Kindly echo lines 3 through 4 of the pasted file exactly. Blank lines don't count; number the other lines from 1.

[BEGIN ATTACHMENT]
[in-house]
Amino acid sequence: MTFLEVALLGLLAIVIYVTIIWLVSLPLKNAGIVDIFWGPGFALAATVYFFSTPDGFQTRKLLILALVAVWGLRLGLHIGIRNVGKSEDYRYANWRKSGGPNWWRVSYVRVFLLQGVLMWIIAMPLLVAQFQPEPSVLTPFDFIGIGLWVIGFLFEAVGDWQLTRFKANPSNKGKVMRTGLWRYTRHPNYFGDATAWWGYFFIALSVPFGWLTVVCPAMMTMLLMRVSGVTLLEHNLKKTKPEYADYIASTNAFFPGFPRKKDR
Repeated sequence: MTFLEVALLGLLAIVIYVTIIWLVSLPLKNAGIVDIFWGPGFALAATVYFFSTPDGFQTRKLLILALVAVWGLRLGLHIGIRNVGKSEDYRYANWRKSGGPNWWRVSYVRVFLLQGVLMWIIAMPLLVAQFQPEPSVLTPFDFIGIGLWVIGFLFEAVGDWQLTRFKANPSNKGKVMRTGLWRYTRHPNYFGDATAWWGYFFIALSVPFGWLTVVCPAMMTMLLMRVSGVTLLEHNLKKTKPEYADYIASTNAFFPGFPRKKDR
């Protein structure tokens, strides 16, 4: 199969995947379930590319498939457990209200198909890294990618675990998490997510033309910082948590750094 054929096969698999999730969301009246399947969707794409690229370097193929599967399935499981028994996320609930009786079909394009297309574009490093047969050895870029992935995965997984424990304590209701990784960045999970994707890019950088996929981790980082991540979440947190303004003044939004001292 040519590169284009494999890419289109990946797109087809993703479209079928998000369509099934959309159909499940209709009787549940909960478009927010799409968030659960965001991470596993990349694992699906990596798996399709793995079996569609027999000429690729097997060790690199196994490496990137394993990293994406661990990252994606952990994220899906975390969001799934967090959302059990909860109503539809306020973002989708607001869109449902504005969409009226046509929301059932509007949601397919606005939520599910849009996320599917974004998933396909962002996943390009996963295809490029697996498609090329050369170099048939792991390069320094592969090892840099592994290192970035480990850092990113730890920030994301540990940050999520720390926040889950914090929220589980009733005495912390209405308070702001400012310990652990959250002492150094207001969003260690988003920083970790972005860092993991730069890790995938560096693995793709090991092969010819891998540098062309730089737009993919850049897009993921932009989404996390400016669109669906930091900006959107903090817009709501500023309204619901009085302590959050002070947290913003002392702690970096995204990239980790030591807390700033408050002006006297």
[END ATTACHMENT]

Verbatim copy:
Repeated sequence: MTFLEVALLGLLAIVIYVTIIWLVSLPLKNAGIVDIFWGPGFALAATVYFFSTPDGFQTRKLLILALVAVWGLRLGLHIGIRNVGKSEDYRYANWRKSGGPNWWRVSYVRVFLLQGVLMWIIAMPLLVAQFQPEPSVLTPFDFIGIGLWVIGFLFEAVGDWQLTRFKANPSNKGKVMRTGLWRYTRHPNYFGDATAWWGYFFIALSVPFGWLTVVCPAMMTMLLMRVSGVTLLEHNLKKTKPEYADYIASTNAFFPGFPRKKDR
């Protein structure tokens, strides 16, 4: 199969995947379930590319498939457990209200198909890294990618675990998490997510033309910082948590750094 054929096969698999999730969301009246399947969707794409690229370097193929599967399935499981028994996320609930009786079909394009297309574009490093047969050895870029992935995965997984424990304590209701990784960045999970994707890019950088996929981790980082991540979440947190303004003044939004001292 040519590169284009494999890419289109990946797109087809993703479209079928998000369509099934959309159909499940209709009787549940909960478009927010799409968030659960965001991470596993990349694992699906990596798996399709793995079996569609027999000429690729097997060790690199196994490496990137394993990293994406661990990252994606952990994220899906975390969001799934967090959302059990909860109503539809306020973002989708607001869109449902504005969409009226046509929301059932509007949601397919606005939520599910849009996320599917974004998933396909962002996943390009996963295809490029697996498609090329050369170099048939792991390069320094592969090892840099592994290192970035480990850092990113730890920030994301540990940050999520720390926040889950914090929220589980009733005495912390209405308070702001400012310990652990959250002492150094207001969003260690988003920083970790972005860092993991730069890790995938560096693995793709090991092969010819891998540098062309730089737009993919850049897009993921932009989404996390400016669109669906930091900006959107903090817009709501500023309204619901009085302590959050002070947290913003002392702690970096995204990239980790030591807390700033408050002006006297």